Does the housing-finance system require government guarantees? We’re often told it’s worked so well for so long that reforms should only tweak things. The market won’t survive, it’s said, if we completely eliminate those guarantees.
But the reality is that if the system had worked, we wouldn’t have had millions of home foreclosures. Taxpayers wouldn’t have spent $200 billion to save the government-sponsored enterprises Fannie Mae and Freddie Mac.
We tend to have short memories: The Fannie and Freddie that crashed in 2008 were a product of the mid-to-late 1990s, not the 1930s. Not even in the depths of the Great Depression did government policy go so far to distort private markets.
So it was encouraging to have President Obama late last year support shutting down Fannie Mae and Freddie Mac, the two enterprises that helped create that distortion.
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But the devil is always in the details, especially in politics. So taxpayers should be aware that some of the same politicians who want to close down Fannie and Freddie also want to restart them under a new name.
The bill sponsored by Sens. Mark Warner, D-Va., and Bob Corker, R-Tenn., for instance, would close down Fannie and Freddie. But then it would create the Federal Mortgage Insurance Corp., a government agency that purchases home loans to provide liquidity for a secondary mortgage market. Sound familiar?
The FMIC itself wouldn’t issue mortgage-backed securities, but it would provide an explicit taxpayer guarantee to MBS holders against losses. In the proposal’s current form, 90 percent of those losses would be insured and covered by a mortgage insurance fund very similar to the FDIC’s deposit insurance fund.
The main difference between the proposed FMIC and the current Fannie and Freddie? Approximately 10 percent. Of course, that 90 percent “risk sharing” figure will likely have to grow for the bill to make it out of the Senate. There’s also the detail that the FMIC will serve as a new federal regulator in the housing finance market. That’s hardly an improvement over the old system.
In a similarly stealthy manner, Corker and Warner can happily tell constituents their bill eliminates the much-maligned affordable housing goals. It does, but it replaces them by tasking the FMIC with an even broader “duty to serve” all markets.
The basic idea is the same as the affordable housing goals: Lenders have a responsibility to lend money to virtually everyone. Market economies provide benefits to people when business owners earn profits, not when they have a specific duty to serve government mandates and social causes. Focusing on the latter has made our financial system less stable and needlessly saddled many Americans with enormous debts.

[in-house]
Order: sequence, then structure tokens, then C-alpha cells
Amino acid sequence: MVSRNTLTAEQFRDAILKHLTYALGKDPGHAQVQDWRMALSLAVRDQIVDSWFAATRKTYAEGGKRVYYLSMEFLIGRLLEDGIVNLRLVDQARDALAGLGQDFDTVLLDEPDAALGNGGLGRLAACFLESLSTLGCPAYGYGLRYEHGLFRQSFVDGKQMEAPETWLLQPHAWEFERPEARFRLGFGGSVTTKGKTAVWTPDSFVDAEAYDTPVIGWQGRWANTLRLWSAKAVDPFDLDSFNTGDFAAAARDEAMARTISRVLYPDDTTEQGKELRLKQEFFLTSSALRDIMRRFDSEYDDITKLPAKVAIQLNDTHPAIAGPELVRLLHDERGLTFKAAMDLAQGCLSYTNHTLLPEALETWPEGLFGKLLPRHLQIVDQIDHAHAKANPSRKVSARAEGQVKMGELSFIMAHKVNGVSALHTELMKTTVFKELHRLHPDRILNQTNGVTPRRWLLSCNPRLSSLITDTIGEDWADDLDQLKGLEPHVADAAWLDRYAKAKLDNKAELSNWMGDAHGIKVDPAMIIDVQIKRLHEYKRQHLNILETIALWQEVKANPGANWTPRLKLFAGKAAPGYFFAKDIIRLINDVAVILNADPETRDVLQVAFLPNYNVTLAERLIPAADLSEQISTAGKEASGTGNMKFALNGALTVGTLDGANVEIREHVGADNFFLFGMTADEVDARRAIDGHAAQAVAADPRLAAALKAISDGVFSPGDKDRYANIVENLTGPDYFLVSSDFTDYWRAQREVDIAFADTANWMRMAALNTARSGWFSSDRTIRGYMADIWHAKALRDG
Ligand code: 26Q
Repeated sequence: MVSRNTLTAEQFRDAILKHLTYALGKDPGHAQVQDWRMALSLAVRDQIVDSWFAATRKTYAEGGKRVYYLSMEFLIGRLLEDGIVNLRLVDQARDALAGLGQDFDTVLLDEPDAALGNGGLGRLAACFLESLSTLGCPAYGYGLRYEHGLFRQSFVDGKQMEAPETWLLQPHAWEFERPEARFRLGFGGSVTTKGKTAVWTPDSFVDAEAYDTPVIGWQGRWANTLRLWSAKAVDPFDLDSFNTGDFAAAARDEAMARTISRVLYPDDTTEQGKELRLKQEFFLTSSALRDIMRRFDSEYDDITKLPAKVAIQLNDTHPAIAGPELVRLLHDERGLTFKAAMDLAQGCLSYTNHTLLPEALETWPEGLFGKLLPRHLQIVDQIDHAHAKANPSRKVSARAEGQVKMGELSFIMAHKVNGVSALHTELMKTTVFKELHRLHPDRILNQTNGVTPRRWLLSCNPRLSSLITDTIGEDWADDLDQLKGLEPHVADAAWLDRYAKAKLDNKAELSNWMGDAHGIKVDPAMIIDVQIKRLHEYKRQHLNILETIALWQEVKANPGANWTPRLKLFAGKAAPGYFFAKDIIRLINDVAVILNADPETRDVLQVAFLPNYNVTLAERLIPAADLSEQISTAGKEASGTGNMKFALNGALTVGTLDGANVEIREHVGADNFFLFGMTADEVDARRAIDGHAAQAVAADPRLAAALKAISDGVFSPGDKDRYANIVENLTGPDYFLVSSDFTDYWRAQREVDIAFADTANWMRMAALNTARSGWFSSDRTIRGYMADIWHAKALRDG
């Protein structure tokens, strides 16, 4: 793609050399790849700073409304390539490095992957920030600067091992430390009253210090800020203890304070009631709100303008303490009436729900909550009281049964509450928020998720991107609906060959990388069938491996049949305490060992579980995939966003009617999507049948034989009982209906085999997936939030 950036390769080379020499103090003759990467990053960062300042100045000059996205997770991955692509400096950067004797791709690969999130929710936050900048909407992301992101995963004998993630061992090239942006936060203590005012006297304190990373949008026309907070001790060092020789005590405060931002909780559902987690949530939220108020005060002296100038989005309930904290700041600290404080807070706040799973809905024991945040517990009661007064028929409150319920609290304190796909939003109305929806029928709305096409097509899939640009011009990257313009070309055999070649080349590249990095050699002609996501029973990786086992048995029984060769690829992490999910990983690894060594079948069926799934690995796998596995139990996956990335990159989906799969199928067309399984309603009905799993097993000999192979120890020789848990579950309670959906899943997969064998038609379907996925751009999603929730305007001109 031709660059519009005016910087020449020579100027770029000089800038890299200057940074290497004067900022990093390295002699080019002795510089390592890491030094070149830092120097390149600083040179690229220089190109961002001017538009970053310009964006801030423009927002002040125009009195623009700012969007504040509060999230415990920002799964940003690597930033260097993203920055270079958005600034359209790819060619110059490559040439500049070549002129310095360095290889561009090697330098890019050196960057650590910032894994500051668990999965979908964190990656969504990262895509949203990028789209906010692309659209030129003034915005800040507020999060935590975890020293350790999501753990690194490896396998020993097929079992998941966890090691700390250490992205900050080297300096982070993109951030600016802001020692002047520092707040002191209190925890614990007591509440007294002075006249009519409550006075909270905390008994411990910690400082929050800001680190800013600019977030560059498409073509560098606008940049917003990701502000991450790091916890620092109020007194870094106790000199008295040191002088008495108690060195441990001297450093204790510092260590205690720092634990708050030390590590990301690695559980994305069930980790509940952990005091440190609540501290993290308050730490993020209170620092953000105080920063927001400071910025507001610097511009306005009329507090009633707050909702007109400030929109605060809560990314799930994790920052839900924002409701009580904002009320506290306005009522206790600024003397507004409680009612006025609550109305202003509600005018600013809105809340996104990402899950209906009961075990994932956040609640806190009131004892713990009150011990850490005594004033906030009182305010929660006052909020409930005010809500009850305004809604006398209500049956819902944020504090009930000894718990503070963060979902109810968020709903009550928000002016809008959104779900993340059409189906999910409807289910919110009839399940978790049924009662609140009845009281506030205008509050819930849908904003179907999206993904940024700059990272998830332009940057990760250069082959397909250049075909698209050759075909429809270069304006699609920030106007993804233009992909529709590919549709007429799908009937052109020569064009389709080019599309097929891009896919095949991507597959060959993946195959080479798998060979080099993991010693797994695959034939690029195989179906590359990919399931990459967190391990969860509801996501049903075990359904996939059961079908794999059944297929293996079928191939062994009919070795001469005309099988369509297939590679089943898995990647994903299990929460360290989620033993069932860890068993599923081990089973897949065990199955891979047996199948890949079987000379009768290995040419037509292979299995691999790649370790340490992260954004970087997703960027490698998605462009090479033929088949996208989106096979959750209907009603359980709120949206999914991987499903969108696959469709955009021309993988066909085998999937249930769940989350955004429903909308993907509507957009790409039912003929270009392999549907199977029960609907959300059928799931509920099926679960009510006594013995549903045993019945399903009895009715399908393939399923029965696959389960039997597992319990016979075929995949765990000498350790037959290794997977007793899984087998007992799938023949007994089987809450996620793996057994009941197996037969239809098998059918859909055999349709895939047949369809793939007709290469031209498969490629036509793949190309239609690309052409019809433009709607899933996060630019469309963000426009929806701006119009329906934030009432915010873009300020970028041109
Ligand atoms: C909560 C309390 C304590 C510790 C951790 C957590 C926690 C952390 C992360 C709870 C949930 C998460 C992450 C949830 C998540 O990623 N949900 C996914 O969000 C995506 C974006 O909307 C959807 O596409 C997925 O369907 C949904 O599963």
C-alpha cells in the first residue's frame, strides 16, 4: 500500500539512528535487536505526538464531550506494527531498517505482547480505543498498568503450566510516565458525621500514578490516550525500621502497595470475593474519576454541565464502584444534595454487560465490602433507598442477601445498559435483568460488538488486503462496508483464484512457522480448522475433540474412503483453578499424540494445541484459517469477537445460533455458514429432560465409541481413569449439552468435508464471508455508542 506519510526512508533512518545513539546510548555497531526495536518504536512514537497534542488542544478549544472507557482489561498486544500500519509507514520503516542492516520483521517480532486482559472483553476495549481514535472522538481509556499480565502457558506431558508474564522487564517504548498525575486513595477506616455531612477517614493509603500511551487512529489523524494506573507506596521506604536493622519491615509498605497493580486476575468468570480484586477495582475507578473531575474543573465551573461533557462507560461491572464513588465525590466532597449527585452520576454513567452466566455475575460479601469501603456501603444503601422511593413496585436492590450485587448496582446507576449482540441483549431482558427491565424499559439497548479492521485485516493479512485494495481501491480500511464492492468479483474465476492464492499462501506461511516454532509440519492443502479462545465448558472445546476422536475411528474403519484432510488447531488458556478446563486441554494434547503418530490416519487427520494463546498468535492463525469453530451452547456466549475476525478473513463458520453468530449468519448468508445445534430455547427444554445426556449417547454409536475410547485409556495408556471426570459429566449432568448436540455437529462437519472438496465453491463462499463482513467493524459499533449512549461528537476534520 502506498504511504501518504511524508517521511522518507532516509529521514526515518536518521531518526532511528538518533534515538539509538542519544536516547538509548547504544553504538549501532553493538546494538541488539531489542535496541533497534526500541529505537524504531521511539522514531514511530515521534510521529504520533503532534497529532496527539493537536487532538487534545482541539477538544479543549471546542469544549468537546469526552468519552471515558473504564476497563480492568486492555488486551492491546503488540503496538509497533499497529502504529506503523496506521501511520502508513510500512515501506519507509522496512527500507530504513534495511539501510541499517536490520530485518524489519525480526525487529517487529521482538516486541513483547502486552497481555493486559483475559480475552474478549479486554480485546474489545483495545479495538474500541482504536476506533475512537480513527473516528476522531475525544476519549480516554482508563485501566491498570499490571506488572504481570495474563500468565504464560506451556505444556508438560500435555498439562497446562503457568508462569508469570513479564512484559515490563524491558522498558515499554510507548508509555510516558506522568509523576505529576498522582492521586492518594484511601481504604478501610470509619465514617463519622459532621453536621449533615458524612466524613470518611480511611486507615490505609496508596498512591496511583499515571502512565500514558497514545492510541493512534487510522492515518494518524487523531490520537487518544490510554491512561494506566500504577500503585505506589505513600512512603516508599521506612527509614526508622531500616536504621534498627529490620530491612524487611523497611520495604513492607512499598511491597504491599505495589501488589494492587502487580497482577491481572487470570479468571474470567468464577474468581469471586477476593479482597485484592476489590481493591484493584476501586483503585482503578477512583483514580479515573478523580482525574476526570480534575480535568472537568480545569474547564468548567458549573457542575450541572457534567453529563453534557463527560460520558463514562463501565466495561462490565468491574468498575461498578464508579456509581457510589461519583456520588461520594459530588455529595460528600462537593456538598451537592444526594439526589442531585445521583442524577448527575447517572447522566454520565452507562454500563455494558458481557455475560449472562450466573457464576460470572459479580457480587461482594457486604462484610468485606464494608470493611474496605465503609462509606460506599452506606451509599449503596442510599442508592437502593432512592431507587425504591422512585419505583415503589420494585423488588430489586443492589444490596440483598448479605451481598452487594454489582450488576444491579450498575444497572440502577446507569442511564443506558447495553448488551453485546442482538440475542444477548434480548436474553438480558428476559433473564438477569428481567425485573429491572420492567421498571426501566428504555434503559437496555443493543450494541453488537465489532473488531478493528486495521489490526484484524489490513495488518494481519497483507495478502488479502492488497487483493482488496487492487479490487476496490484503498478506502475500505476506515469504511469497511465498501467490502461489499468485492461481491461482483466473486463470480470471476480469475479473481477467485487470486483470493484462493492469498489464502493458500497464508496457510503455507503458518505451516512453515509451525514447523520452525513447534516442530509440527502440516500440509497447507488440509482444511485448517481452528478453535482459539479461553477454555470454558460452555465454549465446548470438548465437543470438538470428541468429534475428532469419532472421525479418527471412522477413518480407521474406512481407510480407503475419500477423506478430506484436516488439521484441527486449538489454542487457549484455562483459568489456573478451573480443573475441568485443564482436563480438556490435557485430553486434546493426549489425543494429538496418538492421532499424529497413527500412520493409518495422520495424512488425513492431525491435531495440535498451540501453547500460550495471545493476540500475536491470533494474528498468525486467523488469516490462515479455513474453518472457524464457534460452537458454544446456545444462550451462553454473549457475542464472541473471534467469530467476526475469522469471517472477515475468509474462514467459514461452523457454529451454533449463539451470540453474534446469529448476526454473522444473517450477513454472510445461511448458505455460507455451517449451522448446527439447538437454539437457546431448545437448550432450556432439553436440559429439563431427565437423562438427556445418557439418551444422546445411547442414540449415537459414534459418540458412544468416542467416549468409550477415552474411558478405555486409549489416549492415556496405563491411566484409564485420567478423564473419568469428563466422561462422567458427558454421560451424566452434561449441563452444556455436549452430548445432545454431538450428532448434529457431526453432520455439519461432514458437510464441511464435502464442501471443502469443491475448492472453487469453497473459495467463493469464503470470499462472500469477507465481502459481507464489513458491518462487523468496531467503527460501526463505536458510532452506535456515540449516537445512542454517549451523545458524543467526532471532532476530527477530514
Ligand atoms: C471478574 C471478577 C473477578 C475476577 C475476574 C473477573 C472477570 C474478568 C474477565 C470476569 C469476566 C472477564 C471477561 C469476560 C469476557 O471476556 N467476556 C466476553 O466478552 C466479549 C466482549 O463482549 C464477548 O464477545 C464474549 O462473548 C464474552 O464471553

There’s very little to show for all this trouble. When the government-sponsored enterprises started in 1968, the homeownership rate was 64 percent. Although U.S. mortgage debt has grown by more than 80 percent during this time, the homeownership rate now stands at 65 percent.
That’s not enough to deter opponents of ending the GSEs. Some even use figures like this to argue for expanding taxpayer-funded “affordable housing” programs (though many of them are hardly affordable in the long run).
Corker-Warner expands these programs by enlarging two housing trust funds, both of which would provide a guaranteed source of taxpayer dollars for affordable-housing projects. Combined, these funds would provide approximately $350 million in the first year they’re operated, and the amount would climb annually.
But that’s still not enough for some. Housing and Urban Development Secretary Shaun Donovan recently called for a national affordable-housing fund of $5 billion – that’s with a “b” – per year. What Donovan and other affordable-housing groups always neglect to say, though, is that we already transfer more than $50 billion per year in federal tax dollars to various affordable-housing programs.
Since 2000, taxpayers have spent more than $630 billion on these initiatives (a figure that does not include programs through state and local trust funds, GSE subsidies, Ginnie Mae, FHA or VA subsidies). Perhaps it’s worth considering whether all these affordable-housing programs haven’t improved housing markets.
Removing the government guarantee from housing finance would likely bring lower housing costs, less personal debt, and higher personal income and savings. The government guarantees we’ve had in the U.S. housing market have distorted housing prices, encouraged debt, left taxpayers on the hook for trillions, and provided the impetus for millions of home foreclosures.
With that sort of record, it shouldn’t take this long to shut the GSEs down. Permanently.